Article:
Effective workplace communication is a vital element in every business or organization. The success or failure of your establishment depends on how well your employees can communicate. It is quite easy for messages to get lost in translation without proper workplace communication.
When every employee is on the same page, working towards achieving business goals becomes easier. Luckily, it’s never too late to start working on improving workplace communication in your telecommunication company. Here are the top six tips to get you started.
1. Create a Communication-Friendly Atmosphere
The first step, regardless of the industry, is creating a receptive atmosphere. You need to ensure your employees feel comfortable expressing their opinions. Always remember effective communication will help boost productivity.
Avoid communicating in an overly intense manner. Most of the time, doing this will create a tense environment and distort your message. You need employees to take you seriously out of respect and not fear.
2. Repeat Sensitive Information
Here is a golden rule no one will tell you — if it matters, it’s worth repeating. Every business includes sensitive or complex processes that warrant regular reminders. Repeating such information is vital to ensuring your business runs as scheduled.
The workforce needs to feel like they are part of the team. Repeating certain information showcases the value of each employee’s input. Upcoming deadlines and key priorities, for example, need to be repeated as often as possible.
3. Stick to Open Meetings
It is almost impossible to establish a relationship between co-workers without open meetings. Face-to-face communication includes facial expressions and nonverbal gestures that better relay messages. It’s easy to misinterpret a message with closed communication, such as e-mails.
Thanks to advancements in technology, you can host a virtual open meeting. Employees don’t have to be in the same room or city, but they can interact using gestures and smiles. Equally, encourage employees to visit co-workers or pick up the phone when they need to pass important information.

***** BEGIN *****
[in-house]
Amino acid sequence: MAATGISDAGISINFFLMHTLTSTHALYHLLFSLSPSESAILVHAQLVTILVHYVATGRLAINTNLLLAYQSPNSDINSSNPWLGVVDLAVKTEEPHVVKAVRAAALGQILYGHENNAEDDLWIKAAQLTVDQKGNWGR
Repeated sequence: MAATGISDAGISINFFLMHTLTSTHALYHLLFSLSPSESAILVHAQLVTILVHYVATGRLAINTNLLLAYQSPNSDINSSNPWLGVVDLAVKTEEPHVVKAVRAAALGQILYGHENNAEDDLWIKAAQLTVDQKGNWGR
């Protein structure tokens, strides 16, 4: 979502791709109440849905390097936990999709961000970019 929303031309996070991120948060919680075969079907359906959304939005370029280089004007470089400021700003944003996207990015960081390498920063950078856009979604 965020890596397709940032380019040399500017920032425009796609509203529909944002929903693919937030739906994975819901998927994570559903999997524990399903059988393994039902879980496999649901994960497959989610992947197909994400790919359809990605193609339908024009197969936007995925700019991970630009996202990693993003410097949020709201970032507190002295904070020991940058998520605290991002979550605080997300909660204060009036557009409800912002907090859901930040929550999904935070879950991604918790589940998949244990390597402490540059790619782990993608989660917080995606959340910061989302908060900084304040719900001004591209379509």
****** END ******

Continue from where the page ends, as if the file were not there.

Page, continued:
4. Avoid Making Assumptions
Did you know that making assumptions is among the leading inhibitors of effective workplace communication? For instance, it’s not always true that an employee who hasn’t met the deadline is lazy or unmotivated. Try finding out why a particular employee is lagging in his/her area of expertise.
However, ensure you establish a non-confrontational setting to get to the bottom of the issue. Most times, employees find themselves with huge workloads which need team assistance. Once you stop making assumptions, you open up the lines of communication.
5. Tailor the Message to Suit the Audience
Poor communication will occur if you share information with the wrong people or in the wrong setting. Why would you need to speak to the marketing team when production slows down? Better yet, why schedule an entire office meeting to address problems with the procurement department?
Target every message to meet specific needs and interests within your business. Do a bit of research to ensure your message gets to the intended recipient. Speaking to the right audience will also help you save a lot of time.
6. Stay Consistent
Do you follow up on projects? Are there weekly or monthly face-to-face meetings with different departments? Most employers make the mistake of dropping their regular schedules when work slows down. On the contrary, staying consistent will help maintain effective workplace communication.
Regular check-ins, for example, will help you keep track of different projects. Employee morale will significantly diminish when they have to repeat the work. Stick to your routine and communication channels as much as possible.
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